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Date: Wed, 17 Aug 2005 23:22:53 EDT
From: RabbiRichWolpoe@aol.com
Re: Rav Ashi and Lo Sassur

In a message dated 8/7/2005 5:37:24pm EDT, driceman@worldnet.att.net writes:
> The first perek of H. Mamrim discusses the obligations the Sanhedrin
> entails on individuals. The second perek discusses the obligation,
> via precedent, it entails on later battei din. What I'd suggest is that
> the prohibition of lo sassur prohibits any later beit din from violating
> a precedent of the Sanhedrin, whereas it prohibits an individual from
> violating only something from the current Sanhedrin (studiously ignoring
> the question of institutional continuity - when is a Sanhedrin not
> current?), the obligation to follow the decisions of earlier Sanhedrins
> is mediated, as described below.

IMHO it is indeed ONLY the Sanhedrin that can bind us. The Mishnah/Gmara
is authoritative Pimrarily to the extent in that it approximates a
perservation of Pre-Hurban Halachah.

There are also post hurban Gezeiros that can be  binding, etc.

There is antohre model.

The Midrash Halachah equates the Sanhedrin to all of Klal Yisrael re:
V'chi sighu v'ene'elam mei'ein hakahal,,, etc.

So we have actual proof texts teaching us that the Sanhdrin is a sort of
proxy for the community. I argue the converse is true - to an extent. The
entire community is a proxy for Sanhedrin - expeicallyy in the ABSENCE
of a bona fide Sanhedrin.

This explains dynamics such as Ma'ariv being a hiyyuv because it is
{Local minhagim have less impact, but when a minhag prevades ALL OF ISRAEL
it is defacto as good as it gets to approximateing an act of Sanhedrin.}

A MINHAG of a single communiyt {e.g. Ashkenaz} is approximately the same
as the authority of Sanhedrin of a single shevet. In fact communites
have refferred to themselves as a Shevet.

So we have an approxmiation of Sanhedrin in a way, albeit mostly in the
method of passively ratifying...

Kol Tuv,
R. Rich Wolpoe

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Date: Thu, 18 Aug 2005 08:19:01 -0700 (PDT)
From: Harry Maryles <hmaryles@yahoo.com>
Re: TIDE Redux

Micha Berger <micha@aishdas.org> wrote:
> On Tue, Aug 16, 2005 at 07:51:58AM -0700, Harry Maryles wrote:
> I have no idea why you're phrasing it as a competition. Each derekh is
> superior -- for different people.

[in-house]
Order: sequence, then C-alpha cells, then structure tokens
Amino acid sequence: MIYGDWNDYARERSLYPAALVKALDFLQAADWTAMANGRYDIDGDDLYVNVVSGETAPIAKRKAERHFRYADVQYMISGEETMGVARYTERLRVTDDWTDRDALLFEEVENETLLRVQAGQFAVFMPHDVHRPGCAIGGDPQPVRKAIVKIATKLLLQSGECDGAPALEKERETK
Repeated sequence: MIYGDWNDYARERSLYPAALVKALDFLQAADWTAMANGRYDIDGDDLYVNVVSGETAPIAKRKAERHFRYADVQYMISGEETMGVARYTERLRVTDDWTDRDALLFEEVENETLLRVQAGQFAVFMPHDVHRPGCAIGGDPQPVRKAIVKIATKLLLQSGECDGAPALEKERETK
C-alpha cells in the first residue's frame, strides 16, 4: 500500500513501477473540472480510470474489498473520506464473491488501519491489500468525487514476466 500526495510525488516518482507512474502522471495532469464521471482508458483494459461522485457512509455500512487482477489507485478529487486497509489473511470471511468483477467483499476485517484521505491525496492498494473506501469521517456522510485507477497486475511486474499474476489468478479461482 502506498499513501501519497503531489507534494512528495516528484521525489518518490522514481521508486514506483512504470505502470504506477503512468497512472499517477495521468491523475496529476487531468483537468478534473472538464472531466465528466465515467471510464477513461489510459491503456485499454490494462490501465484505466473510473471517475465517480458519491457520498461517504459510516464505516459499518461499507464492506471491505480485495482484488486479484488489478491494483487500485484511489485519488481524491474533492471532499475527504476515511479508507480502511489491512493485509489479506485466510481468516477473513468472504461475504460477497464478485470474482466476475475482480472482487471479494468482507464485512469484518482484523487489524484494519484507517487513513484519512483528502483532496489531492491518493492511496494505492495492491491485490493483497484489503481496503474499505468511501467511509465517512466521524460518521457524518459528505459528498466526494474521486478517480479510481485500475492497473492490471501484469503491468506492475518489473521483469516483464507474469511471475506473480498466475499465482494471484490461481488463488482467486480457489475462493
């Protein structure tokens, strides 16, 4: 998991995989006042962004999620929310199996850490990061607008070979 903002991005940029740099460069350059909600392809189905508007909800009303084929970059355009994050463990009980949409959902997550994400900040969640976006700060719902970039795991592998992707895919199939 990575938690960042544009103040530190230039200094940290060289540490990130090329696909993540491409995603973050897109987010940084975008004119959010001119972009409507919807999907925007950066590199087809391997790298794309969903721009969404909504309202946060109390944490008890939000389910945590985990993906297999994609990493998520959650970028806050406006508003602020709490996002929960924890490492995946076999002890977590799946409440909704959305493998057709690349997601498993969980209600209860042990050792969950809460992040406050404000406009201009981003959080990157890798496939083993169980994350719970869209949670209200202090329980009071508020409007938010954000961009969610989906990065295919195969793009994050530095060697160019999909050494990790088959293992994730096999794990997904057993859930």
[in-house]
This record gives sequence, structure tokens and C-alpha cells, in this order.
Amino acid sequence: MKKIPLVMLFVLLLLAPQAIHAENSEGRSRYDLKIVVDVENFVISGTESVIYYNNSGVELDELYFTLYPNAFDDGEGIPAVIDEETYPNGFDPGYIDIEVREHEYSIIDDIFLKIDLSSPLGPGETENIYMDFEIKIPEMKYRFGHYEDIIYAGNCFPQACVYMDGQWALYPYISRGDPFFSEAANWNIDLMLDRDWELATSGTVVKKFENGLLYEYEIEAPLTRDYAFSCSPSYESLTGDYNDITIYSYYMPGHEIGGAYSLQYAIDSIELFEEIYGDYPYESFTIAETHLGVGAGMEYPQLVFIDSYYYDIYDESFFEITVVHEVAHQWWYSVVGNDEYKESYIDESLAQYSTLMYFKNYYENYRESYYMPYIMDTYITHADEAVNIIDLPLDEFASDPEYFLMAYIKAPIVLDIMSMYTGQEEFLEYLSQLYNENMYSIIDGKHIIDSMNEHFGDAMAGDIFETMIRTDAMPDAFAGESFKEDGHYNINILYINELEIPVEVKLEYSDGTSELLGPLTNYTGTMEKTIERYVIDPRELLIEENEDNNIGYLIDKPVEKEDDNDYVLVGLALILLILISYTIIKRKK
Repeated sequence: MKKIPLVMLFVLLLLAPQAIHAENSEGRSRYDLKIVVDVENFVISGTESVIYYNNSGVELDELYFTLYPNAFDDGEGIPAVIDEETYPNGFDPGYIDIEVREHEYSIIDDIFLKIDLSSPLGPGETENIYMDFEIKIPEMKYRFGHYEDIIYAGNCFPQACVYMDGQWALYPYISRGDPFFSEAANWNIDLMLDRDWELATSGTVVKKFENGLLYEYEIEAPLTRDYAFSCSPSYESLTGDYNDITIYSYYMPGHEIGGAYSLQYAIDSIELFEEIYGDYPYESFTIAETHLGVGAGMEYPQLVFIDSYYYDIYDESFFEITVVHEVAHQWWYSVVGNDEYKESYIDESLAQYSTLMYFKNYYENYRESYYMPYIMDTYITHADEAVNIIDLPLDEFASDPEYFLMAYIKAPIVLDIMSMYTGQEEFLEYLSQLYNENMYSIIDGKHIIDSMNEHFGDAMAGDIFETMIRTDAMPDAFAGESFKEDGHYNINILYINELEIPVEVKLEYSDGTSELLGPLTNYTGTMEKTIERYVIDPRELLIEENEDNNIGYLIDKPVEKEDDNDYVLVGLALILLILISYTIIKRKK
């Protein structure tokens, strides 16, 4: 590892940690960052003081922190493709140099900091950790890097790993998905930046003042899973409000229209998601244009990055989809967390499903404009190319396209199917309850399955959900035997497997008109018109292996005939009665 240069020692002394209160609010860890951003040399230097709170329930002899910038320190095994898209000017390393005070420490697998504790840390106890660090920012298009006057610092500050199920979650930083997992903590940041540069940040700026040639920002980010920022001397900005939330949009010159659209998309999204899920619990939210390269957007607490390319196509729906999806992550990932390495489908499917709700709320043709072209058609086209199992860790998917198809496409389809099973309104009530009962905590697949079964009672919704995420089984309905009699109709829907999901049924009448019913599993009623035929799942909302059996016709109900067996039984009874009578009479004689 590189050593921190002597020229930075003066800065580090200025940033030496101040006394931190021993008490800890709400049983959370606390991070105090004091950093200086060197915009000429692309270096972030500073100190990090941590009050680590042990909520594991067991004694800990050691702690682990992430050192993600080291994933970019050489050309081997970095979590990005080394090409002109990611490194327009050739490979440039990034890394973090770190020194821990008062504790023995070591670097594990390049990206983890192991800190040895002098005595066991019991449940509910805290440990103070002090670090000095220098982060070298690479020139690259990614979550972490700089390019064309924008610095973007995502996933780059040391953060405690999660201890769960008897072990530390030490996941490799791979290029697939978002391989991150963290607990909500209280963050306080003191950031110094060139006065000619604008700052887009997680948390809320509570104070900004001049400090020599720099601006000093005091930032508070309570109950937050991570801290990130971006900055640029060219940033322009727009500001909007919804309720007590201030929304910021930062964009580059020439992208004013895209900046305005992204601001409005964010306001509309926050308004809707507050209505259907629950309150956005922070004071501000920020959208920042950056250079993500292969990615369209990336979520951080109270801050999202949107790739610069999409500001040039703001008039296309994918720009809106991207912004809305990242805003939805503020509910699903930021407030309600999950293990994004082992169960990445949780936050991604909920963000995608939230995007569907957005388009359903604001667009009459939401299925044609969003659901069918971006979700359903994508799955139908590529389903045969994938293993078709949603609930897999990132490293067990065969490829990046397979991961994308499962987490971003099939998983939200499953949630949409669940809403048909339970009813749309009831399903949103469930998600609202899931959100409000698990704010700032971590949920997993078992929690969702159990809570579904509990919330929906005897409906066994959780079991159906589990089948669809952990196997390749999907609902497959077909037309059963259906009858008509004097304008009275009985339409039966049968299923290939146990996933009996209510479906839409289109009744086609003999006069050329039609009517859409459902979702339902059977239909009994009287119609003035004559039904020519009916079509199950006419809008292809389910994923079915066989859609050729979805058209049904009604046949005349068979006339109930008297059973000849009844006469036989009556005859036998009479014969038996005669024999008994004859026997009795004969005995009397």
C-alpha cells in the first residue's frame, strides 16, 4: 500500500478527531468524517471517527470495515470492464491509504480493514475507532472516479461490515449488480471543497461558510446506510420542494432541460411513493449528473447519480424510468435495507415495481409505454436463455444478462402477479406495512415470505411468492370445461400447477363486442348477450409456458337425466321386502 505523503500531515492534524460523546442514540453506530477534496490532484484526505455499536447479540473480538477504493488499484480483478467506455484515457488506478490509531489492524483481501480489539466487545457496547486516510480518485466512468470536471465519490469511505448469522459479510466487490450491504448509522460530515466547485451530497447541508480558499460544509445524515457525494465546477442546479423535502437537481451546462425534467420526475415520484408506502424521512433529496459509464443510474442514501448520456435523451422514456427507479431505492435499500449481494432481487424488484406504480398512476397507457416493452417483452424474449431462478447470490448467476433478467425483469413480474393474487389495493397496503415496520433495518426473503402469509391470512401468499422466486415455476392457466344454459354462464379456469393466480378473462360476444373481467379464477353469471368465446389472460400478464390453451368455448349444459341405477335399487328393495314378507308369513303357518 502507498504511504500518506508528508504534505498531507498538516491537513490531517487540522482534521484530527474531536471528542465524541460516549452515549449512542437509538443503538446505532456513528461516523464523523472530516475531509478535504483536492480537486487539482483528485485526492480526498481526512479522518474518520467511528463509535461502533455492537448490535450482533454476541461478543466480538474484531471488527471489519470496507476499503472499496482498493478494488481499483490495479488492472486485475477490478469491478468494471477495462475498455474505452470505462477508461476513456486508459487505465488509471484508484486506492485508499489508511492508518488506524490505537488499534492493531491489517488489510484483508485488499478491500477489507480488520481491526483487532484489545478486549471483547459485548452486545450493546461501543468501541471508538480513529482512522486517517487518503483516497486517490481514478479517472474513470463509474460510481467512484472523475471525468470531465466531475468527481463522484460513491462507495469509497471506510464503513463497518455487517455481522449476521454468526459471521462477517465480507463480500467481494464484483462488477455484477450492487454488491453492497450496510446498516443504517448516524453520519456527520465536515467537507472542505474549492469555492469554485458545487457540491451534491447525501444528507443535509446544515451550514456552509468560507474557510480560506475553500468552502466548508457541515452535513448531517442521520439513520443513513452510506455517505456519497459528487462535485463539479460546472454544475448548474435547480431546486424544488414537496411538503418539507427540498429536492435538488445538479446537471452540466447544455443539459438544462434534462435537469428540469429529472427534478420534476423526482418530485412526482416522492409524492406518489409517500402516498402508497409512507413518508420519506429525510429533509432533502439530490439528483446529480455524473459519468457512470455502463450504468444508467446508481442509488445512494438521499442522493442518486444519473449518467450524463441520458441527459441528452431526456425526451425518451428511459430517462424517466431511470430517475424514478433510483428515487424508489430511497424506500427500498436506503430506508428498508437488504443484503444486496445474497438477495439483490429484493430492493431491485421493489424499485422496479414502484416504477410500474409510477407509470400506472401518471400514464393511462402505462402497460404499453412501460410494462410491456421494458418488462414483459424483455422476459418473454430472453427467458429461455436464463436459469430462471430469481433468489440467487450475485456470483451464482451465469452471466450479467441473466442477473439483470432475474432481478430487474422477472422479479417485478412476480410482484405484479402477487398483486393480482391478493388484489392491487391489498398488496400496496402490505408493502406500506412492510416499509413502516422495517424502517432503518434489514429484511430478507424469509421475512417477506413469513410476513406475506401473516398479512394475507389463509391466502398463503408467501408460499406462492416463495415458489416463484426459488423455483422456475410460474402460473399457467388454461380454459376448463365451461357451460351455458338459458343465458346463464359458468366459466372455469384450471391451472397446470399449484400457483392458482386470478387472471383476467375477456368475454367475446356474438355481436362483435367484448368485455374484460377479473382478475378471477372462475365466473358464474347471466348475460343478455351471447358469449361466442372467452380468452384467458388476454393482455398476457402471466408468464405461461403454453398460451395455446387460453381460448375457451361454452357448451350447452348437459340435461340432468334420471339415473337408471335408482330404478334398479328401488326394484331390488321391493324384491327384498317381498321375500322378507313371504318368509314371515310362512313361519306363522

I wasn't trying to make a competition between the two. Although
ultimately, aren't the different Derachim in Avodas HaShem, by definition
a sort of competiton? As an adherent of one Hashkafa or another aren't we
by our actions saying that our own Derech is superior to other Derachim?

The point I was trying to make is that TuM has an inherent strength
over TIDE... in that it opens up areas of study that TIDE would normally
not encourage and there-by allows more options of understanding Torah,
as my example of RAL suggests. As RYGB says:

> Thus, true TuM has no problem with -- would indeed encourage -- the
> study of areas of wisdom that are incompatible with Torah, while TIDE
> cannot and would not.

Minor quibble: I disagree with RYGB about the nature of TuM in one
sense. TuM does not ENCOURAGE areas of wisdom that are not compatible
with Torah. Nor can we even say it has no problem with it. TuM concedes
that there are problems with it but ...ALLOWS... its study as part of its
philosophy of allowing complete academic freedom in pursuit of worldly
knowledge. AIUI, TuM does recognize, however, the potential danger
involved in such study but at the same time, as Dr. Revel explained
in defending academic freedom in Yeshiva College... a person properly
prepared in Torah (as they are in YU) will know how to deal with such

Getting back to my point, I did not mean to say that TIDE doesn't
have its own strengths over TuM. But as an adherent of TuM, I would
naturally point out ...ITS...  strengths rather than the strengths of
other Hashkafos. Those who are adherents of TIDE are the ones to show
TIDE’s strengths since they are the ones who know that Hashkafa best.